Graduate Internship Program in Nutrition
Madigan is one of three internship sites for the US Military-Baylor Graduate Program in Nutrition. The internship is the second phase of a two year program, the first year completed at the Army Medical Department Center and School (AMEDDC&S) at Joint Base San Antonio. Madigan has been developing exceptional dietitians since 2009. The program is very demanding, requiring interns to conduct research and complete a Masters thesis while also completing over 1,300 internship hours. The Nutrition Care Division Team fosters an atmosphere of teamwork and camaraderie to provide support during this challenging year. Our graduates are prepared to take the Commission on Dietetic Registration examination to become Registered Dietitian Nutritionists. Once registered they are ready to provide the variety of services expected of Army Dietitians and to assume leadership positions in the Army and beyond.
Nutrition Care Divsion
Madigan’s diverse patient population that encompasses the entire lifespan brings a variety of nutrition concerns to the inpatient and outpatient settings. Inpatient dietitians provide medical nutrition therapy to over 1,500 inpatients and over 5,000 outpatients a year. Multidisciplinary care is provided during three separate pediatric specialty clinics each month, and classes are provided within specific clinics outside of the Nutrition Clinic to support patients’ unique needs. Likewise, dietitians work directly with units across Joint Base Lewis McChord (JBLM) to provide nutrition education to service members and their families. Dietitians are also involved in several community health promotion activities including the Pregnancy and Post-partum Physical Training Program, and annual events such as the Retiree Health Fair, National Nutrition Month activities, and Kids Fest. The Madigan Grille dining facility is also part of Nutrition Care Division, feeding approximately 9,000 meals to patients in the hospital and over 42,000 meals to patients, staff and guests in the dining facility per month.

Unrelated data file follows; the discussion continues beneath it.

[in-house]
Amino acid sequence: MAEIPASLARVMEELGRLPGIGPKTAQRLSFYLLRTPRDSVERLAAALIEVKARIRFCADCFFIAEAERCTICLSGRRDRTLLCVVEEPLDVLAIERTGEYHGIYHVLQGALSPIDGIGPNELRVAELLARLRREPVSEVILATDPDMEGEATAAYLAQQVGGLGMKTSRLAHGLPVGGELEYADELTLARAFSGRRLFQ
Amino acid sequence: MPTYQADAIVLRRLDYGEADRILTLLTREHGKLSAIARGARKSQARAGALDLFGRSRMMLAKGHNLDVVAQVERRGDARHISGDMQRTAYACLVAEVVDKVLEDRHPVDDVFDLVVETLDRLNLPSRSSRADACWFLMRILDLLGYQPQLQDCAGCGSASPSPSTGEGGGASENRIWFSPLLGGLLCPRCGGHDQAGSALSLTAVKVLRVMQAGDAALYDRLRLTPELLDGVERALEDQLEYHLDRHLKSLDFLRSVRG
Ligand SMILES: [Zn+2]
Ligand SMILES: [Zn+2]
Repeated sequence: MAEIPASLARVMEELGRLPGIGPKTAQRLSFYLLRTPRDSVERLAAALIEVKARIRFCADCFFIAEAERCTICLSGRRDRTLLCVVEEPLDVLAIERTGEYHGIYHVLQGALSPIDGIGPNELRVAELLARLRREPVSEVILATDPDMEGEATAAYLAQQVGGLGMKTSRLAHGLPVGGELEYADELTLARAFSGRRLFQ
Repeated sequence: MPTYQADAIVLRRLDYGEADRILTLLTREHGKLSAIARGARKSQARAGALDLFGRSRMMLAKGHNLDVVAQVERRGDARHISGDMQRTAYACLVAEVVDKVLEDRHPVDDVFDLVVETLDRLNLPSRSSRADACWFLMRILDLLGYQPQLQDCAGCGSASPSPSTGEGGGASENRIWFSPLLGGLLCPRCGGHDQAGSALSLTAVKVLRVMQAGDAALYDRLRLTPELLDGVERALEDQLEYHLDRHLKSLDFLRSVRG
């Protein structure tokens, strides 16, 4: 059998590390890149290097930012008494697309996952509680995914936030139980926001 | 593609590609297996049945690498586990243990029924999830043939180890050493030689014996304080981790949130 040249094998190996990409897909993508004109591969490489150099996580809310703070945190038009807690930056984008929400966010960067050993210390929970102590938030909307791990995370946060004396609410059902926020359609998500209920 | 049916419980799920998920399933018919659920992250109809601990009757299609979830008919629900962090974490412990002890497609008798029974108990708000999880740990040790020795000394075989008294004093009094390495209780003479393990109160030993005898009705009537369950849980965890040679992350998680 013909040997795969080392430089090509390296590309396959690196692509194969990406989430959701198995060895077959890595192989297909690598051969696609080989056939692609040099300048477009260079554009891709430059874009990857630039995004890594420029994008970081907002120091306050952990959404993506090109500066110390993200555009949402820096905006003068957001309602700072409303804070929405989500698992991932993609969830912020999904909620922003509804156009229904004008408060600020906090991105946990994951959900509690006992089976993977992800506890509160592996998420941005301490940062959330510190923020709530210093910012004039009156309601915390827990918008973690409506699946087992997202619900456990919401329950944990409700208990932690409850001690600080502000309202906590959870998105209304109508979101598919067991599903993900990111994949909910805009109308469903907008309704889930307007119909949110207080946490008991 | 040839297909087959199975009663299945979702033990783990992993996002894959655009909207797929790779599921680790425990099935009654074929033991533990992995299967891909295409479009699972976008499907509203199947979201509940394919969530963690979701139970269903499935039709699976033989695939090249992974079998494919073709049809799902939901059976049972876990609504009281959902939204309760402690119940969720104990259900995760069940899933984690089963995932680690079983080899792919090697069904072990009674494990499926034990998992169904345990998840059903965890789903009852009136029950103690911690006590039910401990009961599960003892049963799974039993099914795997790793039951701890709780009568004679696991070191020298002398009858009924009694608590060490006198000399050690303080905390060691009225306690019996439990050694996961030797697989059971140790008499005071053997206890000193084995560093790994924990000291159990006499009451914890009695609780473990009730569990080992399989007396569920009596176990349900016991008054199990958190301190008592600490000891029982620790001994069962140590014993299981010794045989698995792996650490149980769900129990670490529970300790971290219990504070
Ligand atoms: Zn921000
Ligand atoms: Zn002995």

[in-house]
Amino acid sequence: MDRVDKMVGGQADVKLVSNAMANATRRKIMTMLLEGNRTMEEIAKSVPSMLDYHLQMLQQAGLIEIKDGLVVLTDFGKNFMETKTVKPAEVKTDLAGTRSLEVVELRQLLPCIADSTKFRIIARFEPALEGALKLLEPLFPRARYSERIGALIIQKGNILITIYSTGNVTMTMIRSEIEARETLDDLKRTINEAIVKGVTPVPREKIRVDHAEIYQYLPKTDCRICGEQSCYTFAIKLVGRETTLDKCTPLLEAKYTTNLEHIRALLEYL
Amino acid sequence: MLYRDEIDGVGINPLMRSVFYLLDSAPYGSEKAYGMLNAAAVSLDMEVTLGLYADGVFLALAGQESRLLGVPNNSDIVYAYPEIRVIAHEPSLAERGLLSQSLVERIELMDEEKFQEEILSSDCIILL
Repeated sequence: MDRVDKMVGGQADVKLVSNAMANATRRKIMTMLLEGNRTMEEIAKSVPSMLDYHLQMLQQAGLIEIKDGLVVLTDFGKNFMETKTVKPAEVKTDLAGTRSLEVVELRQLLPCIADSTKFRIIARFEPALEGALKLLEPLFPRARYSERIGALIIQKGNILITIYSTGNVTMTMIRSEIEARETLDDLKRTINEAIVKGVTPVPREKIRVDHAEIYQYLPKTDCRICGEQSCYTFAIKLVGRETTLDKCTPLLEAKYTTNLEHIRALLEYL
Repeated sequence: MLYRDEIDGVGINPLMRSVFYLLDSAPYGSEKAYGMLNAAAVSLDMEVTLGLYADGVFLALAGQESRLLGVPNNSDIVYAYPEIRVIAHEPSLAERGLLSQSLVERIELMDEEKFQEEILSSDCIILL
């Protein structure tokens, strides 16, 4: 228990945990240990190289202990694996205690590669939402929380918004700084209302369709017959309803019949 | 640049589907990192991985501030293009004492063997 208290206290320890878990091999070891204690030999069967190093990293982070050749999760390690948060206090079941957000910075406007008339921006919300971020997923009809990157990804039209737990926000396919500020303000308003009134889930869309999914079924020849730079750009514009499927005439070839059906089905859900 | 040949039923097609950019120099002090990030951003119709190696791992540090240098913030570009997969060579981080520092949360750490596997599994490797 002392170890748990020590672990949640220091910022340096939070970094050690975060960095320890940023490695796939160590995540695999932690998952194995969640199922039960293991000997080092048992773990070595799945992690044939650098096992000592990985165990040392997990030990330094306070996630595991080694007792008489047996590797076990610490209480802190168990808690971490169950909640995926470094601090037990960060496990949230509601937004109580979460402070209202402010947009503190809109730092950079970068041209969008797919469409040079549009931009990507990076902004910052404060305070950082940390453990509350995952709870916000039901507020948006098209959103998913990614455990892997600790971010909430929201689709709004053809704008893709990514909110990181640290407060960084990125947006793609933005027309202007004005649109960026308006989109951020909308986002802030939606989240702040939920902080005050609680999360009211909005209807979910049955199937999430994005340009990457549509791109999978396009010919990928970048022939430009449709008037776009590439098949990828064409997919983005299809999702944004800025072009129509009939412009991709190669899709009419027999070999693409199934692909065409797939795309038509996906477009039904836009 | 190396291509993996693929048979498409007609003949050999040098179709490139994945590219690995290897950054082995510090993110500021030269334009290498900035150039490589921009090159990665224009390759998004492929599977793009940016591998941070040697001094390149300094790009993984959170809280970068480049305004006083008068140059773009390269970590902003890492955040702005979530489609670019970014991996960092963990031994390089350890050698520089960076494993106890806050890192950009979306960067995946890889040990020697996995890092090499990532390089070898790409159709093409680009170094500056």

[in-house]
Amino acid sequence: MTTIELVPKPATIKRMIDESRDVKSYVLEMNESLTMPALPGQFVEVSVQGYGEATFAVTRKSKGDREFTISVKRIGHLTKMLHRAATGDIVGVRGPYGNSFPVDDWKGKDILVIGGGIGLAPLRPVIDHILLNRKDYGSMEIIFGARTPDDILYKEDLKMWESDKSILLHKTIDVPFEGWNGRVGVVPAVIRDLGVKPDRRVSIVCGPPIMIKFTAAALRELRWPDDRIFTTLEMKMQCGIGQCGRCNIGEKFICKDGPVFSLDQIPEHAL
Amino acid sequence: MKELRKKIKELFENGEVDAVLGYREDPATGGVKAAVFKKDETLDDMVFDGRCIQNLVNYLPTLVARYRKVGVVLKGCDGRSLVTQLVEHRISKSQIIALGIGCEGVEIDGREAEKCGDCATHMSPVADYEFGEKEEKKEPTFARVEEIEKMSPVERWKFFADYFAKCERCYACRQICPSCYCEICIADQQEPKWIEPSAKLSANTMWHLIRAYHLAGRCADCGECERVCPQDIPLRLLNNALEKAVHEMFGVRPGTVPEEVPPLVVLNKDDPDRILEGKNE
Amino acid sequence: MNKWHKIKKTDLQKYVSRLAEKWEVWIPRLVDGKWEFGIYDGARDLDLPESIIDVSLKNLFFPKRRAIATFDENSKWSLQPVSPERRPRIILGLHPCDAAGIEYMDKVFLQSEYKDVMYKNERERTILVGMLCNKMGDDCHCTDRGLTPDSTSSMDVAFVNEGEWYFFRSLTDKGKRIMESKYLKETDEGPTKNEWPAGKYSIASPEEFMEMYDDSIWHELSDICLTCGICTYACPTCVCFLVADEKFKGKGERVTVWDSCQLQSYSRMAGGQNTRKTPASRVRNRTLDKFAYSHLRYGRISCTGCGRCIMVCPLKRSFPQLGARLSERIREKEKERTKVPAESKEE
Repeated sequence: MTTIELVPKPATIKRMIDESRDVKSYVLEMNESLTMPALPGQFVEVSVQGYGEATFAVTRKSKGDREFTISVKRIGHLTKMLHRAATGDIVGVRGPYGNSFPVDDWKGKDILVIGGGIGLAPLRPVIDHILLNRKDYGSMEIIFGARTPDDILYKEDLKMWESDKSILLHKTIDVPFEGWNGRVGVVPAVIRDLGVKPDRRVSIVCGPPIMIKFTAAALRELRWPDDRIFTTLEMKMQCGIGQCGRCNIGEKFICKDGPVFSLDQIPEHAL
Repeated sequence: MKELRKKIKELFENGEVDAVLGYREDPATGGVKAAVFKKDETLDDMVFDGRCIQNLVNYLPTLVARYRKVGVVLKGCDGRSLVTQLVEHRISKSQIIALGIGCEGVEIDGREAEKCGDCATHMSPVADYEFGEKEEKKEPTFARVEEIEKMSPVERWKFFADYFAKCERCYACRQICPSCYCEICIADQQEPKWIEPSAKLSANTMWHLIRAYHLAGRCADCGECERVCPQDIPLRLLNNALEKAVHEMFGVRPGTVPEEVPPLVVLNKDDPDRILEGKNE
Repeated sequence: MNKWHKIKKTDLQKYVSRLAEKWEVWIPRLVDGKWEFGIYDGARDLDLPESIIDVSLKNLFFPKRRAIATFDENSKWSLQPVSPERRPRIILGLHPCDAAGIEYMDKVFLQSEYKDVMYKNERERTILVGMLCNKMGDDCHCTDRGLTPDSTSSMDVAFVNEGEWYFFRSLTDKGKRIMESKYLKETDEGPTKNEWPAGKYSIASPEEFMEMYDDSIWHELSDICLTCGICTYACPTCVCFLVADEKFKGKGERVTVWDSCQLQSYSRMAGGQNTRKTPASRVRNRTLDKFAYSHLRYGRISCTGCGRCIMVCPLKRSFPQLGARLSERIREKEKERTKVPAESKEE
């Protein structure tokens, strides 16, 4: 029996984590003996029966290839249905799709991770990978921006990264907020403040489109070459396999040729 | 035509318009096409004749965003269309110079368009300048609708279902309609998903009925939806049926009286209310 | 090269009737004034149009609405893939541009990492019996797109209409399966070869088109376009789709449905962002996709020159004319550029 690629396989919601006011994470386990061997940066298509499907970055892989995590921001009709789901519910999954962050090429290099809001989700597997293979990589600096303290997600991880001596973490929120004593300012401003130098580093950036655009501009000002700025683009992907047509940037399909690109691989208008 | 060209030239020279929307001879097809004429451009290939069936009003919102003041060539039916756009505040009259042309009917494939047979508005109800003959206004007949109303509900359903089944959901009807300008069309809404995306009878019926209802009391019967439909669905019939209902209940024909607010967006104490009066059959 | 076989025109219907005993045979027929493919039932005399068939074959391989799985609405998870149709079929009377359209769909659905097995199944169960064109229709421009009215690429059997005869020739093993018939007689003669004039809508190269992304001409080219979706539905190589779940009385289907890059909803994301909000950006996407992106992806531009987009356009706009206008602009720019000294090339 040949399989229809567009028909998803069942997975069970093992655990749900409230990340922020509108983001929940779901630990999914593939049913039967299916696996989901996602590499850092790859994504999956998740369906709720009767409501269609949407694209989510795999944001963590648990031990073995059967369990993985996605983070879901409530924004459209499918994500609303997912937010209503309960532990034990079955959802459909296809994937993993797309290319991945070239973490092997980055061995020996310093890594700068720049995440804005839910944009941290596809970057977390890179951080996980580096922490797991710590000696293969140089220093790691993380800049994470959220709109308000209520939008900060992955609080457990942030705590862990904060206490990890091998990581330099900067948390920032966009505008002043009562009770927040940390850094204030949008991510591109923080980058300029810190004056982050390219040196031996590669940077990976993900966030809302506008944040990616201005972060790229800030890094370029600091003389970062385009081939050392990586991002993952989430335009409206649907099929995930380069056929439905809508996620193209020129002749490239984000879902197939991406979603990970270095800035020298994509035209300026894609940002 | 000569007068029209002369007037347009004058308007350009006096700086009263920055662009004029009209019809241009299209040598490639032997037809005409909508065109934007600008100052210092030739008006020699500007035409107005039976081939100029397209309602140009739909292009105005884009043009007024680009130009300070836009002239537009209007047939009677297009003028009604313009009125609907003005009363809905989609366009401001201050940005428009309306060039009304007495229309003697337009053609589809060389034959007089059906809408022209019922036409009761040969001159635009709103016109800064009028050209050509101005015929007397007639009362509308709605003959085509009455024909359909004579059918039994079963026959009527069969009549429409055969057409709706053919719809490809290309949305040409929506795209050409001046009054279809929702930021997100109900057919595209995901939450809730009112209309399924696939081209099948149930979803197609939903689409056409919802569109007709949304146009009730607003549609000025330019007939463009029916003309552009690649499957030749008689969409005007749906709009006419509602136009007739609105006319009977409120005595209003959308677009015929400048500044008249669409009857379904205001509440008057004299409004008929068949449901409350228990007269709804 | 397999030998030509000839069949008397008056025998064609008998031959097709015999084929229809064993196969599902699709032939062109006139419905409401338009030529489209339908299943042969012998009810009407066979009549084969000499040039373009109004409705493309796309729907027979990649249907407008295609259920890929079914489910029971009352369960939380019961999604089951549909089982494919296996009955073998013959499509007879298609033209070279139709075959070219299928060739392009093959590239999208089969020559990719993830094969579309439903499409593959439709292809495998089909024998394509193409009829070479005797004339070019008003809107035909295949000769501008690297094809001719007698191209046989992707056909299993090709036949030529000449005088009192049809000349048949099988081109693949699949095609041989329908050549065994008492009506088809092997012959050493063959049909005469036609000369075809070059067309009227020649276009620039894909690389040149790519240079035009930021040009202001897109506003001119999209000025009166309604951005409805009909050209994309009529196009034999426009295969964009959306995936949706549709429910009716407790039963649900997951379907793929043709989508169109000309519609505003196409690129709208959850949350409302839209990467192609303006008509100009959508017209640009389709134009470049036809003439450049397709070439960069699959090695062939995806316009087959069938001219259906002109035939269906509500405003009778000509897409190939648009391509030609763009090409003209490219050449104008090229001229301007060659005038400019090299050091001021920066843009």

Madigan’s 12 Registered Dietitian Nutritionists are fully committed to training and developing top-notch Army Officers and Dietitians. Dietitians from the American Lake Veteran’s Affairs hospital, Sourh Sound Senior Services Meals on Wheels program, and the Women, Infants and Children (WIC) program on Joint Base Lewis McChord also contribute to the interns’ learning experience. Madigan’s dietitian team is composed of Certified Specialists in Pediatric Nutrition, Nutrition Support, and in Sports Dietetics. A Certified Diabetes Educator from the Endocrinology Clinic compliments the team. The Graduate Program’s Research Director has a doctorate and is faculty with Baylor University. All of our staff have established records of excellence contributing to 100% of our intern graduates’ passing the registration examination the first time taken.
The Graduate Program in Nutrition
Madigan is a Phase Two site of the two phase Graduate Program in Nutrition. Before arriving at Madigan, the interns are students at the AMEDDC&S where they complete the didactic portion of their Master’s degree requirements (Phase One). After Phase One, four of the students come to Madigan to complete their internship and research for their Master’s degree. The internship and research rotation are fast paced, and both are completed in one year. The faculty works with each intern to provide personalized mentoring for academic, professional, and personal development and ensure they are set up for success upon training completion. The basic layout of the program is described below: